Traditionally Presidents Day was Washington's birthday. It was celebrated as a public holiday on February 22 each year, in peace or in war. Seventy years ago it was FDR's task to remember his great predecessor.
In the '20s and '30s, before anyone knew how to make atomic bombs, Churchill wrote several widely-read articles that looked forward to the harnessing of the huge amounts of energy stored in atomic nuclei.
Growth is not as strong as we want it to be. Investment and exports are too low. To take on these issues, we need to keep bearing down on the deficit and making life easier for businesses -- both those already in the UK and international firms that want to invest.
Since Montblanc was founded in 1906, writers, presidents and popes have relied on their Montblanc pens, watches and other accessories. With such a rich legacy, the challenge remains how to move forward in the 21st Century yet keep Montblanc so classic.
I have had the privilege of being in the Statuary Hall in the U.S. Capitol twice in the last two days -- for two very different events. Both served as reminders of the power and integrity of U.S. democracy at its best.
Brilliant leaders are those who use all the tools at their disposal to "earn the ears" of the audience. They use who they are and what they are good at. In effect, using their personal unique selling point to help get their message through in the very same way we would advertise a product.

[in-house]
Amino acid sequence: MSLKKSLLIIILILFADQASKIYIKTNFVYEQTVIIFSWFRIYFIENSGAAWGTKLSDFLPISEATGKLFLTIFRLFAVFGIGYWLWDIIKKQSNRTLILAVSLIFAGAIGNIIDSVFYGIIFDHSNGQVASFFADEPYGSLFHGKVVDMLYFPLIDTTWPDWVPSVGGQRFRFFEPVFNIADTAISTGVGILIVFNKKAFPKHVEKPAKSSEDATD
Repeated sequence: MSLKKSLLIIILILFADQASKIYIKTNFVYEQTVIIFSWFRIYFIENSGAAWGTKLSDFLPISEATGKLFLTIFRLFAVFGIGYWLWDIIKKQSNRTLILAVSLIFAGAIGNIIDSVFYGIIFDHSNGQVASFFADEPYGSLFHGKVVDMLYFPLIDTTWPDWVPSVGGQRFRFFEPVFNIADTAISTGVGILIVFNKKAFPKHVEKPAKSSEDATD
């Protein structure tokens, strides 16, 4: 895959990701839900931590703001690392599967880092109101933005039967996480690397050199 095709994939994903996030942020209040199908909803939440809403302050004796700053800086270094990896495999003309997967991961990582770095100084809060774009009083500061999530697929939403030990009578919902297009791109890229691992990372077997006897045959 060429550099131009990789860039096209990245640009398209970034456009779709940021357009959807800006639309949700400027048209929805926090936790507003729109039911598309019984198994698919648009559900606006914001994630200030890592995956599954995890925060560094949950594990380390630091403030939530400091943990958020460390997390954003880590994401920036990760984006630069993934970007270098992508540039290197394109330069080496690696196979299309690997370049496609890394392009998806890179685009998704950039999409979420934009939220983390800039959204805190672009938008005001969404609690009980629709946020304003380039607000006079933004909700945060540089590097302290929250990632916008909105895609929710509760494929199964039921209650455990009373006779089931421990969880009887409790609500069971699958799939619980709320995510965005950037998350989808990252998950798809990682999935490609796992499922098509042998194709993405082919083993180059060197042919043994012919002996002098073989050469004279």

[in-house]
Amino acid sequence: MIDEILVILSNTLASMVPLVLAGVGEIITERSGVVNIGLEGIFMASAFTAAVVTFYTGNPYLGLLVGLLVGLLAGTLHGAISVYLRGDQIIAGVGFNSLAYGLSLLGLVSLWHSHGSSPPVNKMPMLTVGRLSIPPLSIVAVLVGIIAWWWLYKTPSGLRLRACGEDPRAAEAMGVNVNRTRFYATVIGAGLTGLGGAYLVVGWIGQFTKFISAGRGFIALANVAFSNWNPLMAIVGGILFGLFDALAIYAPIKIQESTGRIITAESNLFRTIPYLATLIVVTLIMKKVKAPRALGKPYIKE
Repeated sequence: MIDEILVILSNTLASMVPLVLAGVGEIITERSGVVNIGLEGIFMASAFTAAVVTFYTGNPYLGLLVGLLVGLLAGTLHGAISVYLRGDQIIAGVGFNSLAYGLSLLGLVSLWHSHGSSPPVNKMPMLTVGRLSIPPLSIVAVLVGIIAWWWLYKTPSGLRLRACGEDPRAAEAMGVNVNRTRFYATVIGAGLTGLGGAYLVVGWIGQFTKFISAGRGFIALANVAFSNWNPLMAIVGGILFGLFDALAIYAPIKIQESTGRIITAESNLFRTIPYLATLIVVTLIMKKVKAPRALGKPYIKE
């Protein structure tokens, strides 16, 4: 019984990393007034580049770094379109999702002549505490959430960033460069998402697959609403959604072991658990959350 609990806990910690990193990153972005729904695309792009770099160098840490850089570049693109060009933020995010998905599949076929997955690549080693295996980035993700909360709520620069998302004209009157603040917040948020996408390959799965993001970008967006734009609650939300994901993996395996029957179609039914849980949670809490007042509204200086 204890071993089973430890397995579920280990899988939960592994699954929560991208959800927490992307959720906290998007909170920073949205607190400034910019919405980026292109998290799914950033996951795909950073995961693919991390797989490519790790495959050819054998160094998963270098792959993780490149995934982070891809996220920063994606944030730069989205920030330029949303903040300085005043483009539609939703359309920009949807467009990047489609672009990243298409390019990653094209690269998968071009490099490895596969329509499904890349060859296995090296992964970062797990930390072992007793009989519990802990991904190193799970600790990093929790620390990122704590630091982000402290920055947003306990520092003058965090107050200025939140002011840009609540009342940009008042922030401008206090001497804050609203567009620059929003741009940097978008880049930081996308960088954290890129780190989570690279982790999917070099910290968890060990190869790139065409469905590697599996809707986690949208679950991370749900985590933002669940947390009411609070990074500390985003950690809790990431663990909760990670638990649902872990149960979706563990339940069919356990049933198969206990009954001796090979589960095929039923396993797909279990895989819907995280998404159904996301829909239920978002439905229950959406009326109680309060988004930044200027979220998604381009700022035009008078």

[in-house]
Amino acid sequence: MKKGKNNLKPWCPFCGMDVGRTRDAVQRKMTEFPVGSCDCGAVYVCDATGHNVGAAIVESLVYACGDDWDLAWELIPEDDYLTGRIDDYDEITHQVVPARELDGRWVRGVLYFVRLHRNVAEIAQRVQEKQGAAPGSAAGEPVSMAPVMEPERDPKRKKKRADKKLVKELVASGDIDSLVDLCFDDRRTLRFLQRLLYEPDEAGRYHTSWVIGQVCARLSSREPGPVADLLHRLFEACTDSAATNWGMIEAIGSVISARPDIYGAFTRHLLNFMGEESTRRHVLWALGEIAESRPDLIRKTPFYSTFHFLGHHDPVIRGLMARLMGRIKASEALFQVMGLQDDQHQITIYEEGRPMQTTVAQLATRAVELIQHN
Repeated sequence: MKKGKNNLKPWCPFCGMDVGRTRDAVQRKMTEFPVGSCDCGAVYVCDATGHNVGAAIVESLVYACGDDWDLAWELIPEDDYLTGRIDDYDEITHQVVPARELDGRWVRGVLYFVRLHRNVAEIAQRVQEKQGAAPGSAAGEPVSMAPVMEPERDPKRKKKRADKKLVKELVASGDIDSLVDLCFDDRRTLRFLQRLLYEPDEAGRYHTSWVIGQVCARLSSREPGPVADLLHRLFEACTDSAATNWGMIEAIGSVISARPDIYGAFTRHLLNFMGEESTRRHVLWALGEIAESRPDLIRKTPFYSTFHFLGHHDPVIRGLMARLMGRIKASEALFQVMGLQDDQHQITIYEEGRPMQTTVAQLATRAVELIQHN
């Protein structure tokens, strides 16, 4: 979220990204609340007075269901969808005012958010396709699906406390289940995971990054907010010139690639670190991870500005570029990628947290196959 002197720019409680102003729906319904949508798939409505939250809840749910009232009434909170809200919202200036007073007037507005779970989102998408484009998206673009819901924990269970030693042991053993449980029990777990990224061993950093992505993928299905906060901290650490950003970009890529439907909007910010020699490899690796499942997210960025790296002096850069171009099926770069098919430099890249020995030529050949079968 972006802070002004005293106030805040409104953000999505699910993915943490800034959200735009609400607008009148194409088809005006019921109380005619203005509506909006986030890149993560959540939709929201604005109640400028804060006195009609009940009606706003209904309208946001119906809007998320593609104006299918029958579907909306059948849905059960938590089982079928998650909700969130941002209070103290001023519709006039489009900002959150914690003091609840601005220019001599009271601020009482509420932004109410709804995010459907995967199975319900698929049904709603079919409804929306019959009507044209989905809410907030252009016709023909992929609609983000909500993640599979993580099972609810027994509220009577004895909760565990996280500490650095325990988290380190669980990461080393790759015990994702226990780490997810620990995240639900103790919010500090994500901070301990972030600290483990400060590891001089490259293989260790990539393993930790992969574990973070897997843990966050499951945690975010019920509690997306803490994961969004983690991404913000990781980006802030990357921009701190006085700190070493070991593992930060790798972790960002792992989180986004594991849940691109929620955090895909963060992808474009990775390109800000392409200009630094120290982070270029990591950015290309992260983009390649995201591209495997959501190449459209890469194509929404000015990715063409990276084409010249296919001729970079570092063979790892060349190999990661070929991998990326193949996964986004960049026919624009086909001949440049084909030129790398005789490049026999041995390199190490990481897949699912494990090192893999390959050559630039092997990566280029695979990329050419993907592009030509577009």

At the height of the famine, unknown protestors laid the dead and dying around the one-kilometer perimeter of the palace, encircling it in a wreath of corpses that marked the passing of British prestige.
No one -- not even The Muslim Brotherhood -- and certainly probably none of the other Islamic powers of the region, Sunni or Shi'ite, expected to see what we are seeing now on the streets of Cairo and saw there in "The Arab Spring" a year and a half previously.
On the evening of June 5, 1944, as Roosevelt spoke to the world about the liberation of Rome, and welcomed Italy back into the civilized world, Churchill and de Gaulle were having the most severe of all their many disputes.
The enthusiasm surrounding this concept represents a paradigm shift: an understanding that market-based tools, imperfect as they are, can be leveraged to help even those who have been left behind by global capitalism.
The sale of poet and scholar Roy Davids' remarkable poetry collection, part of which took place at Bonhams Auction House in London this past week, offered us a glimpse of just how valuable collectors consider rare poetry manuscripts to be.